Russian spy Skripal may have been poisoned at home: UK police | News | DW | 28.03.2018
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Russian spy Skripal may have been poisoned at home: UK police

Police say the former Russian spy and his daughter came into contact with a nerve agent at their home in Britain. London holds Russia responsible for the poisoning, which has raised tensions between the two nations.

On Wednesday, UK police said the former Russian double agent Sergei Skripal and his daughter may have been exposed to a military-grade nerve agent at the front door of their home.

"Specialists have identified the highest concentration of the nerve agent, to-date, as being on the front door of the address," Scotland Yard said in a statement.

"At this point in our investigation, we believe the Skripals first came into contact with the nerve agent from their front door," said Dean Haydon, head of the Metropolitan Police's Counter Terrorism Command. "We are therefore focusing much of our efforts in and around their address."

Read moreWhy are Russia and the West allowed to spy each other?

This is the first time police have offered any suggestion about where the Skripals were poisoned.

Britain holds Russia responsible for the poisoning — a charge that Moscow denies. The attack has created another major crisis in relations between Moscow and Western governments, which have expelled scores of Russian diplomats.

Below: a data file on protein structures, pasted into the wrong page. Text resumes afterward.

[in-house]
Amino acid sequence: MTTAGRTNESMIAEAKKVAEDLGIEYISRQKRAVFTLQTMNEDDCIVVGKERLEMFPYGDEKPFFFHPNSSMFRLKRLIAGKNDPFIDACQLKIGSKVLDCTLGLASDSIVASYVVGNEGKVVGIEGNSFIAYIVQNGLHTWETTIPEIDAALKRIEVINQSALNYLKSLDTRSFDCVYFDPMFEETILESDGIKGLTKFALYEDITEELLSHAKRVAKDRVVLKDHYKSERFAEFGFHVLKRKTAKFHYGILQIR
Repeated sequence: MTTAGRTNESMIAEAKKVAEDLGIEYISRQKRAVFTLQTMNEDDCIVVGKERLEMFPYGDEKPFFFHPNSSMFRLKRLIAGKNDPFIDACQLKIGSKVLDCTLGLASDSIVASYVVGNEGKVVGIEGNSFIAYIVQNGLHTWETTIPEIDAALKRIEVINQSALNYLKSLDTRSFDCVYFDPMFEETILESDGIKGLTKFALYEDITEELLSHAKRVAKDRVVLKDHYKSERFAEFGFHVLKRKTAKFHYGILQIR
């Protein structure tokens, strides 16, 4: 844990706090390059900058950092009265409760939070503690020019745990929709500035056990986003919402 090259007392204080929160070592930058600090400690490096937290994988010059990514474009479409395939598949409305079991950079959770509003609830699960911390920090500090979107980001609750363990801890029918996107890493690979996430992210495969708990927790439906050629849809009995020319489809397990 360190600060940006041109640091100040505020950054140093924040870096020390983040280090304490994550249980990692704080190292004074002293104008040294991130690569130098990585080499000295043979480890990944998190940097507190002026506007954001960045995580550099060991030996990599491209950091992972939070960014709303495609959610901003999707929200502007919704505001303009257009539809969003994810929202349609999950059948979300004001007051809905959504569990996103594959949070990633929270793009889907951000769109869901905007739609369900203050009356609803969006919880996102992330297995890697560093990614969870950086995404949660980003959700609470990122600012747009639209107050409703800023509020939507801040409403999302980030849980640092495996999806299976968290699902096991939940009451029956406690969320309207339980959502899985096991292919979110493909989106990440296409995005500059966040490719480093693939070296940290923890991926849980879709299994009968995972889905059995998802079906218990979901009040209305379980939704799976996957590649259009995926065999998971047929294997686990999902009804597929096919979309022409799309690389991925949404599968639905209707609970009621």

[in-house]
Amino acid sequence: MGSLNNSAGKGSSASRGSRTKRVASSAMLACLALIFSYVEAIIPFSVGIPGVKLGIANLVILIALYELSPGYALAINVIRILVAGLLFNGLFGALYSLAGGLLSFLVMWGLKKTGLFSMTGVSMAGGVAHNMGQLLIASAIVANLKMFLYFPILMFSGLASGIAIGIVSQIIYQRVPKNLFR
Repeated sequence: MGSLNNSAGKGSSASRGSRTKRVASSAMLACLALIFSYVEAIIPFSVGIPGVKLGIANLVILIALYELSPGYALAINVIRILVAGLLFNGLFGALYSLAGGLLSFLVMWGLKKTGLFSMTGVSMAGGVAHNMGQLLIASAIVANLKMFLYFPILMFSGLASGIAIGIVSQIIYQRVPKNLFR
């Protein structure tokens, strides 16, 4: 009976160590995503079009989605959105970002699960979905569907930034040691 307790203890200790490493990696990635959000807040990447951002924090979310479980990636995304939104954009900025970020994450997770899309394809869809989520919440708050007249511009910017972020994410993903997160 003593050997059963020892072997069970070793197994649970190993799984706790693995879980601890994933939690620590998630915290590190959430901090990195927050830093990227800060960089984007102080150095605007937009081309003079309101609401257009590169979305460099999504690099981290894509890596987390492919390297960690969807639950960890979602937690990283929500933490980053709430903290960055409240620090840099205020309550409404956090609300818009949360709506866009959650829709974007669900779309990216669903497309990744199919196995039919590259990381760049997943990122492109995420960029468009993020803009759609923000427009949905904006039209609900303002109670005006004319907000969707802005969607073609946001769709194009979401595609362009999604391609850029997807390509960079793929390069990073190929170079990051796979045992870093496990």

Skripal and his 33-year-old daughter Yulia have been in a critical condition since March 4 when they were found unconscious on a public bench in the English city of Salisbury.

Investigators sealed off the public bench, a pub and restaurant the two visited, and the grave of the former spy's wife.

Read moreEU majority stands with United Kingdom in its fight with Russia

'Precautionary searches'

Police say the investigations could go on for months. Around 500 witnesses have been identified and police are looking through more than 5,000 hours of surveillance camera footage.

"Those living in the Skripals' neighbourhood can expect to see officers carrying out searches as part of this but I want to reassure them that the risk remains low and our searches are precautionary," Haydon said.

ap/bw (Reuters, AFP)

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